Public organizations are often regarded as inherently uncreative entities in a society. Nonetheless, their innovative capacity is a decisive factor in setting the course of a nation’s development. This is particularly true of Southeast Asian countries and Japan, which have entered critical stages of socio-economic development. While the former need to avoid falling into the “middle income trap,” the latter must cope with an aging and decreasing population, a challenge that has not previously been experienced by any modern nation. Innovation by public administrations, in both cases, will be required to address these challenges.
This book explores the rarely probed dynamics of innovation within public administrations. It examines regional benchmark organization cases to attempt to identify the major factors that affect innovative problem-solving capacity. It concludes with the findings and implications for practical measures to facilitate the enhancement of the innovative capacity of public administrations in the region.
Another feature of this book is that it adapts the knowledge creation theories developed by Professor Emeritus Ikujiro Nonaka of Hitotsubashi University and his colleagues to the public sector. Although they have been widely adapted in the private sector as a major framework for knowledge-based management, their application to the public sector has been disproportionately limited. This book illustrates the ways that the application of these theories can potentially open up alternative approaches to administrative reform that focus on organizational learning and innovation.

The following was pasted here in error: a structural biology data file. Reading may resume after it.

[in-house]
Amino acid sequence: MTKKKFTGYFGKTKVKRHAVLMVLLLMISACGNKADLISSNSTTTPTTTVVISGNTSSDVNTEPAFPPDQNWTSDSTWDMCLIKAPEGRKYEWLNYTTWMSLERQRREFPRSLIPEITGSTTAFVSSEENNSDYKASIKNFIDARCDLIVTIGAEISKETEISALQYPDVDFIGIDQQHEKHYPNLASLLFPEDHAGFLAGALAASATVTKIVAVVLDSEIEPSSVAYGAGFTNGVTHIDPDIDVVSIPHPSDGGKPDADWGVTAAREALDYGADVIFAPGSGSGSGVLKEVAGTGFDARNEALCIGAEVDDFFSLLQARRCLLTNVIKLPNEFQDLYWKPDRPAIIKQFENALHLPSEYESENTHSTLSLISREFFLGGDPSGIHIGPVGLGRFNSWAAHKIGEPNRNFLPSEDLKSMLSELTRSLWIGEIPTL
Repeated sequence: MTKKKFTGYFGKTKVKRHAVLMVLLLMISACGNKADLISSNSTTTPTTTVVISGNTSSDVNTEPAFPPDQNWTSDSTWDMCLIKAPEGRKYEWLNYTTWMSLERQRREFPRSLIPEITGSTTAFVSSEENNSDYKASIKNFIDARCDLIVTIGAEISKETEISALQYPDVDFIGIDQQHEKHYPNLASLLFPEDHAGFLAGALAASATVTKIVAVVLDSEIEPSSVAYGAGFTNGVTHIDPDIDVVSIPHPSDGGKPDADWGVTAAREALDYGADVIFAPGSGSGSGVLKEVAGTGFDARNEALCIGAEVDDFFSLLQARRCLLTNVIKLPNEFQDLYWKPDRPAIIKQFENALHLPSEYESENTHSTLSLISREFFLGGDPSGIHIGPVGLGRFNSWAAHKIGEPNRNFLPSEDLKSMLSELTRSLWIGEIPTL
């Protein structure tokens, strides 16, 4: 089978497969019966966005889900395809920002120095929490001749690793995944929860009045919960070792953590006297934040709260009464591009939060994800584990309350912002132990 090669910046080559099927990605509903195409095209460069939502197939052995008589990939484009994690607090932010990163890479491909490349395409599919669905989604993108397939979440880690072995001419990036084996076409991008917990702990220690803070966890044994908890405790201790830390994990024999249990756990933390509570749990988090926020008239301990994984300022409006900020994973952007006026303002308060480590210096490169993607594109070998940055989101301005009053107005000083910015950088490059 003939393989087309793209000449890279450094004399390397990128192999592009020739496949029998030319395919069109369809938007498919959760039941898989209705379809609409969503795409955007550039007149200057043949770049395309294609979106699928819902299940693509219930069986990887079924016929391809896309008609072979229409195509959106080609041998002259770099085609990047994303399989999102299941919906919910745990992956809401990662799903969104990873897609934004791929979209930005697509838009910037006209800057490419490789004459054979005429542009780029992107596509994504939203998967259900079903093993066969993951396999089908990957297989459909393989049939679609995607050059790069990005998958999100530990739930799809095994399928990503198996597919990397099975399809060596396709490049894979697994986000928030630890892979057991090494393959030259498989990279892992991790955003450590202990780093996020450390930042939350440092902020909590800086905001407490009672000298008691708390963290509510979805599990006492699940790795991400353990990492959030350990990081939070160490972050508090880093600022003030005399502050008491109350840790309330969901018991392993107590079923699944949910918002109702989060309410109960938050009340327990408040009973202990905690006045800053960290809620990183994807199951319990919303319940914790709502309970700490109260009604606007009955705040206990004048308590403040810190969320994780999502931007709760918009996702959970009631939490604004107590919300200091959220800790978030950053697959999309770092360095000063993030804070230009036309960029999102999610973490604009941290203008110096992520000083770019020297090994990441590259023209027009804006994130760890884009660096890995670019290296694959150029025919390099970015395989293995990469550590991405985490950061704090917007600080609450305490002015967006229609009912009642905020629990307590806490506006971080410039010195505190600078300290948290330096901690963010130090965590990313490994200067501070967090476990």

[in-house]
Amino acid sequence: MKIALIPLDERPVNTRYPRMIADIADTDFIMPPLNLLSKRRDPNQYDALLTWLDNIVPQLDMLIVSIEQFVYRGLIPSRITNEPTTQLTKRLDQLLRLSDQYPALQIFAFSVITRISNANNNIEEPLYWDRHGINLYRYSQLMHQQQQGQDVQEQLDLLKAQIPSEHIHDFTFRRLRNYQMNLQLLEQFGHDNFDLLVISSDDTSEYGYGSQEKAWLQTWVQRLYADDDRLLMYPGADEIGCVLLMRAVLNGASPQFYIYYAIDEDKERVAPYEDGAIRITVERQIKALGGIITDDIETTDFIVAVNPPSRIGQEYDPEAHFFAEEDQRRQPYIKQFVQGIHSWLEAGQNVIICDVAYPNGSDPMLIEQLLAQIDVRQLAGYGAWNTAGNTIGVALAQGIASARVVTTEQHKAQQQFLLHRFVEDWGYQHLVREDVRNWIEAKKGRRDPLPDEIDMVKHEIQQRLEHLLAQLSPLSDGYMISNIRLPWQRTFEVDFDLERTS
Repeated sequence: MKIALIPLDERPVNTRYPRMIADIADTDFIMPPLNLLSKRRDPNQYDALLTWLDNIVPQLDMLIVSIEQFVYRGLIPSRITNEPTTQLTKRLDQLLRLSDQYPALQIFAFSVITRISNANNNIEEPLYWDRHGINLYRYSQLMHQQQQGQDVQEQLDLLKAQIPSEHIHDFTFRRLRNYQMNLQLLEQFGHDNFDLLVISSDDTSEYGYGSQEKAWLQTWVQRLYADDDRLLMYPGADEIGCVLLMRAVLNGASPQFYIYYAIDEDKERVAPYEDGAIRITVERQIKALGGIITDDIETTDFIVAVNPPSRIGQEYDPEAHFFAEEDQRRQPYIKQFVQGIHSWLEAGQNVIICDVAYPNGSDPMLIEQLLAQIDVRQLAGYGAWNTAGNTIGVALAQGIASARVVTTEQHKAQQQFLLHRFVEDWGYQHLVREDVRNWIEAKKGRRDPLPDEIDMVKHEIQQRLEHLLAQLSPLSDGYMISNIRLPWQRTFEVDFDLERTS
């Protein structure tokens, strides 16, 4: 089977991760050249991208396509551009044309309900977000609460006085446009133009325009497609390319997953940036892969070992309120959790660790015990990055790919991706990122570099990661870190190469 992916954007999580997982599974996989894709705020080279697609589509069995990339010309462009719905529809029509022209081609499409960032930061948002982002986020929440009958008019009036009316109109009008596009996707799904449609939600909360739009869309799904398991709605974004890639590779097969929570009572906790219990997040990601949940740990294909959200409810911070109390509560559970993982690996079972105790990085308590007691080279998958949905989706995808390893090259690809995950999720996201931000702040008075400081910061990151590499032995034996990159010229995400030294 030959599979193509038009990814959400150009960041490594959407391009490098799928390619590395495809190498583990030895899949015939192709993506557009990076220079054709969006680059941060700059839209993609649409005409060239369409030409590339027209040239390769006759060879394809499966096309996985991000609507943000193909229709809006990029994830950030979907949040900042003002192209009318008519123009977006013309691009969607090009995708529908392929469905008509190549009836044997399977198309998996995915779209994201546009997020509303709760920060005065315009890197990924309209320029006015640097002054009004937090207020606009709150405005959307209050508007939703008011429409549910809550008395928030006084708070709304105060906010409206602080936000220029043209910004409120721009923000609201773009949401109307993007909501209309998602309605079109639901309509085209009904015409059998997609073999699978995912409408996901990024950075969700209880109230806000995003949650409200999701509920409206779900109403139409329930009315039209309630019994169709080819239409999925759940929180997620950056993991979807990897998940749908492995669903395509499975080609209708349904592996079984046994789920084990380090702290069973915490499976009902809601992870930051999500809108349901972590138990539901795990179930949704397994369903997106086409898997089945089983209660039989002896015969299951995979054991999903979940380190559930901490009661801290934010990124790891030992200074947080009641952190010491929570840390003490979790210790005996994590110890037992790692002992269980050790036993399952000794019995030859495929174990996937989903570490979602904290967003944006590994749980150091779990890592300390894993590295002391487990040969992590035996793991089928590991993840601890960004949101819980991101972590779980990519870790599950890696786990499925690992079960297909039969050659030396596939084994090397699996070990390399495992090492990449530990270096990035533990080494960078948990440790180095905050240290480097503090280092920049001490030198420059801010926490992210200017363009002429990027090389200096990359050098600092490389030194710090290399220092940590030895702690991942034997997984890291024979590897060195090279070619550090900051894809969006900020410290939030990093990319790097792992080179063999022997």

This book is the result of the project called "Case Study and Modeling of Organization Management in Southeast Asia." Conducted between March 2013 and September 2015, it was a joint project of the Japan International Cooperation Agency (JICA), the National Graduate Institute for Policy Studies (GRIPS), the Graduate School of International Corporate Strategy at Hitotsubashi University, as well as leading policy research organizations in Indonesia, the Philippines, Thailand, and Vietnam.
This study also formed the basis for its sister book, “Knowledge Creation in Community Development: Institutional Change in Southeast Asia and Japan,” which was published concurrently.